Here’s something fun I just did in Photoshop.  Some day I will learn to use it properly, but experimenting and fiddling around sometimes produces relatively pleasing results.  This is like an update to all the pictures I drew when I was five: big sun, trees, and a stick person or two.

More evidence that journalism is far from dead

June 17th, 2011

A week ago, Raju Narisetti waxed on about the cost of “free” in news media.  The title of his post is misleading.  The natural expectation, after we’ve been disappointed so often by narrow thinking, was that the post would turn into another defense of paywalls.  In fact, he explores some great ideas about what must be done — and done quickly.

There have been a number of shifts in the newspaper business in recent years.  Not all of them are obvious either: certain niche content producers are making more money and addressing their revenue challenges by charging subscribers directly (Consumer Reports and the Wall Street Journal are notable in this group).  Community weeklies are actually a growing segment of the newspaper industry.  Of course the general trend is a decline and by most accounts it is a precipitous one.

That’s what is so refreshing about Narisetti’s analysis: he calls for a radical shift in thinking.  If you are falling off a cliff, quick deployment of a parachute is needed, not a slight change of direction.  Digital delivery of news is paramount.  So the first notion that newspapers must dump is that their print side is the dominant side and is the future of their business (even thought it currently makes more money than the web).  Next, the way the web version of most newspapers is delivered is sub-optimal and must improve.  This is not surprising given the first notion (the web is an afterthought and is based on the print version of the paper).  Here are some of my observations, inspired by what Narisetti says:

  • Web sites are organized by section (like the paper).  The reader “browses” section by section.
  • The sites have an opening screen of content that scrolls and anything that does not appear on the first screen is called “below the fold” (like the paper).
  • Many sites simply load up in reverse chronological order, which is a tradition borrowed not from paper but from web logs (blogs), encouraging even more scrolling.
  • Search, while enabled on most news sites, is notoriously bad.

Even when the experience is “improved” on new platforms there is not much improvement going on. Most iPad apps for consuming news are electronic replicas of a page-turning paper-based experience.

So Narisetti highlights all of these problems, although not in detail, and then goes on to his clarion call: make digital the first priority and innovate more.

The innovation is already on the way.  It won’t be easy.  Apart from the obvious inertia in traditional media preventing the shift that’s needed, there are huge technical challenges.  My background in content management at IBM helps me understand and agree with what Dan Conover is talking about in his essay called Standards-based journalism in a semantic economy and its accompanying FAQ.  RDF and other semantic technologies could the cornerstone of innovations in contextual, targeted content.

The future looks something like this: instead of browsing and scrolling (or even searching) to find what you want, it is delivered to you intelligently.  You are a known entity.  You have interests and as you read more, those interests become locked in and refined by the system.  You can always travel off on tangents, but the context with which you consume news is known by this future system.  Here’s a lame example: You read every car accident story.  The system learns this, so stories about local car accidents will be front and center when you read the digital news.  Links close by allow you to see stats and followup about other car accidents.  You intuitively and organically consume the who, what, where, when, and why of any news story.  And that’s possible because a news story is not just stored as narrative, but as data.  Conover provides better examples on his site.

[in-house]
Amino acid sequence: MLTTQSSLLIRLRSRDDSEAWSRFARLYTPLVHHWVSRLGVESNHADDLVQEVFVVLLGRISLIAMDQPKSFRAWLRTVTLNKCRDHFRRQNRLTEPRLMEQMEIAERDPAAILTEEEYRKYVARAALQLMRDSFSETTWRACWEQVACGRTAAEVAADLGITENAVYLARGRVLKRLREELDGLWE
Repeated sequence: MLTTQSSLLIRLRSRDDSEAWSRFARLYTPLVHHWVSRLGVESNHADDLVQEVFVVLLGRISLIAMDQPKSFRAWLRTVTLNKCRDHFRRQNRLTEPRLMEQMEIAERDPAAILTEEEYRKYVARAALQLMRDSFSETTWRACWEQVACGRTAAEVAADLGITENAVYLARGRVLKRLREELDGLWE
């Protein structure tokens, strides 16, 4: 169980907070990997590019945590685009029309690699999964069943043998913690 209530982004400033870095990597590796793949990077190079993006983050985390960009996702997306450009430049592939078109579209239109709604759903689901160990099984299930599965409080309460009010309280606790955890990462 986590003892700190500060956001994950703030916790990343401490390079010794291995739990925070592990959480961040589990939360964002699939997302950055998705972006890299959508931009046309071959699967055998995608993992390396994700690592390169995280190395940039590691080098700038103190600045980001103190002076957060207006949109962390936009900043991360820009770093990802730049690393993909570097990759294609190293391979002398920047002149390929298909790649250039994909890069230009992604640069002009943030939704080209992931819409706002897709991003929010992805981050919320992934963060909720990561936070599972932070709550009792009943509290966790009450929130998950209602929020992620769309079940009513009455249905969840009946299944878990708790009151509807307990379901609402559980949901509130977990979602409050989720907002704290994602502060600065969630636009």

We’re really talking about what news media has always done: providing context, reporting and analyzing what is going on around us.  Technology and innovation will merely improve the way this is done.  All the businesses that are “killing” traditional media companies (Google et al) are really just providing the innovations that the media companies should have provided long ago.

My Rules for Crisis Management

May 1st, 2011

I am a student and booster of both traditional and new media.  I love watching entrepreneurs grow companies from nothing into huge empires. I have enjoyed the nuances of the English language for most of my life.  And, I hate to admit, I am just as likely to watch a train wreck as anyone else.

It both saddens and mesmerizes me, therefore, when I see companies grow to be successful and then shoot themselves in the foot with a poor media strategy or downright awful communication.

There have been several examples lately.  Amazon’s brush with inconsistent and hypocritical censorship decisions and cloud outage; Sony’s series of gaffes, sparked by removing a beloved feature (swappable operating systems) and culminating in a targeted and catastrophic attack on the Playstation Network; and Apple’s iPhone 4 reception issues.

There are some very basic rules about great crisis management.  First of all: get on top of the situation FAST and be excruciatingly HONEST.  It may not come naturally to the politically-minded folks who rise to the top of a corporation.  Playing their cards close to the vest has been a strategy that served them well through their career.  Mulling over decisions through committee is often used as a way to deflect or at least defer responsibility.  Little exaggerations or casting bad situations in the best possible light is also second nature.

Next: EXCEED customer expectations in your reaction.  You’ve already responded quickly and been honest.  Now you need to act to resolve the problem.  This is where communication with words is not enough.  You need to communicate by setting a stellar example.  Johnson & Johnson’s management of the Tylenol tampering incident in the early 1980s is an example of doing things right.